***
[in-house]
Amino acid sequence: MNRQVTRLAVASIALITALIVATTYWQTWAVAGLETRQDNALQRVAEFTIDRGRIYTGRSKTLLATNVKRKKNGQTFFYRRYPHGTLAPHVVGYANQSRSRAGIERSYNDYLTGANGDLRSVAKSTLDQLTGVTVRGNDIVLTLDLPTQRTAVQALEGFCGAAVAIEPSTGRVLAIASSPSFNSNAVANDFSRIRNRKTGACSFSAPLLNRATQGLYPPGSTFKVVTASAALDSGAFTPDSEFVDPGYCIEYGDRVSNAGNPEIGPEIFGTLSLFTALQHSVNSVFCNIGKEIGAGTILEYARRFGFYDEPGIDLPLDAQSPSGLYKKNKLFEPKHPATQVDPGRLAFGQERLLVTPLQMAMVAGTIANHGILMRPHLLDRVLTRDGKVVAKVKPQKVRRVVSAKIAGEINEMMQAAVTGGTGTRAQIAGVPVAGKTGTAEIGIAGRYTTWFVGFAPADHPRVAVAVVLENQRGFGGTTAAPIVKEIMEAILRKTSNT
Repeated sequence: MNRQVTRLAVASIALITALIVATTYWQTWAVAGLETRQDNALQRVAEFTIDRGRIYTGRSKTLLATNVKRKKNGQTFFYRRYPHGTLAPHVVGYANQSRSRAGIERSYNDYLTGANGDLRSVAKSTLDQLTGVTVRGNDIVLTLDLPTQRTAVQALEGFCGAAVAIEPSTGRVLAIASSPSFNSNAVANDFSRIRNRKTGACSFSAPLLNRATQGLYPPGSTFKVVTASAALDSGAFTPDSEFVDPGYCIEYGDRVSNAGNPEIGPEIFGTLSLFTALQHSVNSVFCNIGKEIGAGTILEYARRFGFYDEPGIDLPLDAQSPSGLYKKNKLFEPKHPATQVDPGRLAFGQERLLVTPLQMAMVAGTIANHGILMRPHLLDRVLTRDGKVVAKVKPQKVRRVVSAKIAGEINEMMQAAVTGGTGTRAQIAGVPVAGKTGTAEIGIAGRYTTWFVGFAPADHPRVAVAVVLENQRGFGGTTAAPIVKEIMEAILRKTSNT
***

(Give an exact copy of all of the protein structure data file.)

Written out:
[in-house]
Amino acid sequence: MNRQVTRLAVASIALITALIVATTYWQTWAVAGLETRQDNALQRVAEFTIDRGRIYTGRSKTLLATNVKRKKNGQTFFYRRYPHGTLAPHVVGYANQSRSRAGIERSYNDYLTGANGDLRSVAKSTLDQLTGVTVRGNDIVLTLDLPTQRTAVQALEGFCGAAVAIEPSTGRVLAIASSPSFNSNAVANDFSRIRNRKTGACSFSAPLLNRATQGLYPPGSTFKVVTASAALDSGAFTPDSEFVDPGYCIEYGDRVSNAGNPEIGPEIFGTLSLFTALQHSVNSVFCNIGKEIGAGTILEYARRFGFYDEPGIDLPLDAQSPSGLYKKNKLFEPKHPATQVDPGRLAFGQERLLVTPLQMAMVAGTIANHGILMRPHLLDRVLTRDGKVVAKVKPQKVRRVVSAKIAGEINEMMQAAVTGGTGTRAQIAGVPVAGKTGTAEIGIAGRYTTWFVGFAPADHPRVAVAVVLENQRGFGGTTAAPIVKEIMEAILRKTSNT
Repeated sequence: MNRQVTRLAVASIALITALIVATTYWQTWAVAGLETRQDNALQRVAEFTIDRGRIYTGRSKTLLATNVKRKKNGQTFFYRRYPHGTLAPHVVGYANQSRSRAGIERSYNDYLTGANGDLRSVAKSTLDQLTGVTVRGNDIVLTLDLPTQRTAVQALEGFCGAAVAIEPSTGRVLAIASSPSFNSNAVANDFSRIRNRKTGACSFSAPLLNRATQGLYPPGSTFKVVTASAALDSGAFTPDSEFVDPGYCIEYGDRVSNAGNPEIGPEIFGTLSLFTALQHSVNSVFCNIGKEIGAGTILEYARRFGFYDEPGIDLPLDAQSPSGLYKKNKLFEPKHPATQVDPGRLAFGQERLLVTPLQMAMVAGTIANHGILMRPHLLDRVLTRDGKVVAKVKPQKVRRVVSAKIAGEINEMMQAAVTGGTGTRAQIAGVPVAGKTGTAEIGIAGRYTTWFVGFAPADHPRVAVAVVLENQRGFGGTTAAPIVKEIMEAILRKTSNT